Medieval Writing
Paleography Exercises
Book of Hours, c.1500. From a private collection. Photographs © Dianne Tillotson.

This shows the recto and verso of a leaf from a book of hours of the late 15th or early 16th century, supposedly around 1500, which may be right give or take a bit. It is in the French vernacular, and the language and spelling is much closer to the modern French we all know than that of the 14th century examples shown in these exercises, although apostrophes and accents are still lacking. Some complete books of hours were produced in the French language; in other cases the liturgical texts such as the Hours of the Virgin were produced in Latin, and certain prayers added in the vernacular. I don't know which this represents, as I have only seen a few pages. The text represents parts of two prayers to be said in association with the taking of the sacrament at mass. The desire of the late medieval laity to participate directly in their own private rituals has extended even to that which must be performed by a priest.

The script is a Gothic cursive book hand, very clear and angular but a trifle untidy. It has the tall curved and tapering s formed from two penstrokes, albeit somewhat untidily, such as one finds in more formal bâtarde scripts; very French. It would seem to represent a modest example of the book of hours for the more ordinary class of reader.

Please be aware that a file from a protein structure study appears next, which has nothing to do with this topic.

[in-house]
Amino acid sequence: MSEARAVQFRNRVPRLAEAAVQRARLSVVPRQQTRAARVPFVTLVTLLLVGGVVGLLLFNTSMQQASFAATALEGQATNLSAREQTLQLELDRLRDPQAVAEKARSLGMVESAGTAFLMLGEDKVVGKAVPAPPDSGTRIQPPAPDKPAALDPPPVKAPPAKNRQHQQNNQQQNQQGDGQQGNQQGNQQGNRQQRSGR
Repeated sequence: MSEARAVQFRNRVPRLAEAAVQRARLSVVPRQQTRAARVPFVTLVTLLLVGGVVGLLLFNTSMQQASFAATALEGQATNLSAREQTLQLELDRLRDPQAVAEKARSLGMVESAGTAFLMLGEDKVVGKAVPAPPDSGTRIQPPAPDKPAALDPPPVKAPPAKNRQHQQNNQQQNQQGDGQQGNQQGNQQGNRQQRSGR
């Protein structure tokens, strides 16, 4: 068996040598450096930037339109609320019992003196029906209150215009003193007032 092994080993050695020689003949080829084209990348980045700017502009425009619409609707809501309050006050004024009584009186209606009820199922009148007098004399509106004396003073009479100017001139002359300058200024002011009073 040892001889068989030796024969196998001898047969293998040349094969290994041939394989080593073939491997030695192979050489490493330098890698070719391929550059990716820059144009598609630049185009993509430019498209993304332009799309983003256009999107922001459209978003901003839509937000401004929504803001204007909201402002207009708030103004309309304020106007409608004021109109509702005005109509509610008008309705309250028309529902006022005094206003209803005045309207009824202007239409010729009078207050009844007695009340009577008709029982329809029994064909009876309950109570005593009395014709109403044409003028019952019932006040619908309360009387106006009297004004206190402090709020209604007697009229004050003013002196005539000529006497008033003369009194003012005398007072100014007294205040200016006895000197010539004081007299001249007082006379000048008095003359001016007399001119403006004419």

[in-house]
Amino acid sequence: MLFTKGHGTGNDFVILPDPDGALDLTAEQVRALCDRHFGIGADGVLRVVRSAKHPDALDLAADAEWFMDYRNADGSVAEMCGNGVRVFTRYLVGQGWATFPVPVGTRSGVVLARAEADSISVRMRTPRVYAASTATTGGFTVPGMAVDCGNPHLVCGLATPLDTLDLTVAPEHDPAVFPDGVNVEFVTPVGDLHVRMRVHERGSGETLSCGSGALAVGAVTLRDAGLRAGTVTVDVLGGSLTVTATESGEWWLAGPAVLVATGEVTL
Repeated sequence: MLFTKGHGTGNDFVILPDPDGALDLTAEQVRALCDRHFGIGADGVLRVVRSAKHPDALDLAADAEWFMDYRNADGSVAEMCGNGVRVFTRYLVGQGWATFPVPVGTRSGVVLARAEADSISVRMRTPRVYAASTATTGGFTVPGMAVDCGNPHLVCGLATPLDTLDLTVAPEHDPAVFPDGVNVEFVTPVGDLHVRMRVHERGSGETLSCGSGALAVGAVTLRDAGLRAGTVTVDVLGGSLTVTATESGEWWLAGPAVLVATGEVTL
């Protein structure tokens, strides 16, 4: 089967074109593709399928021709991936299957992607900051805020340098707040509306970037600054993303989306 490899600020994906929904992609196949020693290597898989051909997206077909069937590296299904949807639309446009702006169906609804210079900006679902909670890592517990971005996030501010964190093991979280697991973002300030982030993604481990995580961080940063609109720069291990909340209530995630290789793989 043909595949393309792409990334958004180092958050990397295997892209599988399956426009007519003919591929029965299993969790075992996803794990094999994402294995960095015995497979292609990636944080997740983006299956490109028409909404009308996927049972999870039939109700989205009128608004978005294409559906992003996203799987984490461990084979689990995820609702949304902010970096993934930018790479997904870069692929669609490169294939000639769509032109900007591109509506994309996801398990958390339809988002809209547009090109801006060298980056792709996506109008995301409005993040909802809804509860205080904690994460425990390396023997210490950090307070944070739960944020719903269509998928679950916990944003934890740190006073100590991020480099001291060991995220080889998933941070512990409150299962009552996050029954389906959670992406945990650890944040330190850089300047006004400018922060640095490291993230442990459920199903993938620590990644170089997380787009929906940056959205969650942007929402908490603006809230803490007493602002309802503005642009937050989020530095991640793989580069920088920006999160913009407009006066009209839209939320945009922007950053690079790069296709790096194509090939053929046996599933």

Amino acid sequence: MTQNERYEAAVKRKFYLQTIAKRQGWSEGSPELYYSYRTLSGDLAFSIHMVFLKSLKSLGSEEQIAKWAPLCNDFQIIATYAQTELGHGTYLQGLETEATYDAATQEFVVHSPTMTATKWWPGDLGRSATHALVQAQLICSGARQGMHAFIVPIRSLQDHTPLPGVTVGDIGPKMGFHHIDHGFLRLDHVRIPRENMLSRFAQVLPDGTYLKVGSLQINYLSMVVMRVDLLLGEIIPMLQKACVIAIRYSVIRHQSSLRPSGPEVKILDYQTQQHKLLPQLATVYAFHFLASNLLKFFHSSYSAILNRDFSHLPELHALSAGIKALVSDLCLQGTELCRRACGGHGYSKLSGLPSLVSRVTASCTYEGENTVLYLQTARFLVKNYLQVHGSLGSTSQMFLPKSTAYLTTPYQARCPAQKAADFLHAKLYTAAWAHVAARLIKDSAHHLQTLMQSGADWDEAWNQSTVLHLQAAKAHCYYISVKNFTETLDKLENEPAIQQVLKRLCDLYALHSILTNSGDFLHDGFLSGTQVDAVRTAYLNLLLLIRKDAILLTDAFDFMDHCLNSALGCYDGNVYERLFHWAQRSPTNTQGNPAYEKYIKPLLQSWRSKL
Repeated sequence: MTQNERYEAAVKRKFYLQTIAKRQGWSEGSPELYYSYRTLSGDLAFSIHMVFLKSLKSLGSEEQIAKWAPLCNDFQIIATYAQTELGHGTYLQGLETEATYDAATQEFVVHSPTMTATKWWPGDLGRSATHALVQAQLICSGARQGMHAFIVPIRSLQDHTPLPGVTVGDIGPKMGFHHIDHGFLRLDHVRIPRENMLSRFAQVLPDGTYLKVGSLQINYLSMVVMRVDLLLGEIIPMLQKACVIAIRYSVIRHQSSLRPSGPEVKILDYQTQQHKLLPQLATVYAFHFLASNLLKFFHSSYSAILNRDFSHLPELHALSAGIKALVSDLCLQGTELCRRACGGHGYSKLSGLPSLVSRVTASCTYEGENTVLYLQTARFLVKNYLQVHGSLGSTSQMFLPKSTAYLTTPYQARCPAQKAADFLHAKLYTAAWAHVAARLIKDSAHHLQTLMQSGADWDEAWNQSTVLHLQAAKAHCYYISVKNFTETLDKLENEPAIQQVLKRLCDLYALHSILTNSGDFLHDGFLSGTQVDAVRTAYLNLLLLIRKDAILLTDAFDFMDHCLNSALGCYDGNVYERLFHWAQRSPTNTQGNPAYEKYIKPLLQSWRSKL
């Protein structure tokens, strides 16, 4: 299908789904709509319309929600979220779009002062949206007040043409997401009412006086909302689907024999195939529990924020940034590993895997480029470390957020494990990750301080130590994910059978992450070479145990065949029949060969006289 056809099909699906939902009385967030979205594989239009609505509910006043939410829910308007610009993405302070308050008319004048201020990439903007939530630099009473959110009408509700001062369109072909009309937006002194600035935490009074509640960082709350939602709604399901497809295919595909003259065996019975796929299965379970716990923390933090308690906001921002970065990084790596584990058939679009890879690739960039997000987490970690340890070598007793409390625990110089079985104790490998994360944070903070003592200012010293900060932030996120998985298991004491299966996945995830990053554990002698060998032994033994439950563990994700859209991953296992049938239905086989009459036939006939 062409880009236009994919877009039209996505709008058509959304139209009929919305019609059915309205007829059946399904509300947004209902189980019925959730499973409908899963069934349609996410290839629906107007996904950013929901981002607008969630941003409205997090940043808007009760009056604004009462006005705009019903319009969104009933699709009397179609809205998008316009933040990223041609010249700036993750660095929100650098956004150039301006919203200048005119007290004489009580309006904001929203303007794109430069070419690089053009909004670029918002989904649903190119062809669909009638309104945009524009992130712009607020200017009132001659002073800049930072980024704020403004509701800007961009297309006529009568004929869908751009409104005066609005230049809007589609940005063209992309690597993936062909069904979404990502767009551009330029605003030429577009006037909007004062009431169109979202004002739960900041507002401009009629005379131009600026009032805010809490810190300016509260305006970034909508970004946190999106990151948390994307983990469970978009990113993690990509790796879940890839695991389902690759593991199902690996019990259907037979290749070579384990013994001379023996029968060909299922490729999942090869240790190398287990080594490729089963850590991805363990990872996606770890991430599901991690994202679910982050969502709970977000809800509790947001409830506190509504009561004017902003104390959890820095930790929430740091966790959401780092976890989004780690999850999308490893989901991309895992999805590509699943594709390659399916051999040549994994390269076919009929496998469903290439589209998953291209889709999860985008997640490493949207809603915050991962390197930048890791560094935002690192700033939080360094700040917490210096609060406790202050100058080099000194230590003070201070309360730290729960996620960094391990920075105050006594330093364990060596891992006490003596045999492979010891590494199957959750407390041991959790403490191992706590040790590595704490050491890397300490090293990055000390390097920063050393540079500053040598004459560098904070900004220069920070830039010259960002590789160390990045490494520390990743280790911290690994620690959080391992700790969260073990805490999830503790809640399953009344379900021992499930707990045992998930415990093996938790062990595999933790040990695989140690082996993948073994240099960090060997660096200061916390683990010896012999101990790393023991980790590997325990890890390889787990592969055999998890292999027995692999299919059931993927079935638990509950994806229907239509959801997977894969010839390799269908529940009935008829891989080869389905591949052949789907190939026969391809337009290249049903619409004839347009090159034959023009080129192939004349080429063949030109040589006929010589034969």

The book has clearly seen life, with the vellum rather discoloured. It has presumably been rebound at some time, and in the process the page has been savagely recut, not only reducing the margins but actually cutting clean through the bottom line of each page. Such is the history of working books.

My translation is exceedingly approximate, and is just to give you the idea of what it's all about. As it is only a fragment, with a bit missing in the middle, it is a bit difficult to work out the exact context of some of it. There is enough to get the hang of reading the script, and to follow the general sentiment.

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Click on each of the above to walk your way through the text. The transcript will appear in a separate window so that you can use it for reference at any time. These exercises are designed to guide you through the text, not test you, so you can cheat as much as you like.
Script sample for this example
Index of Exercises
Index of Scripts

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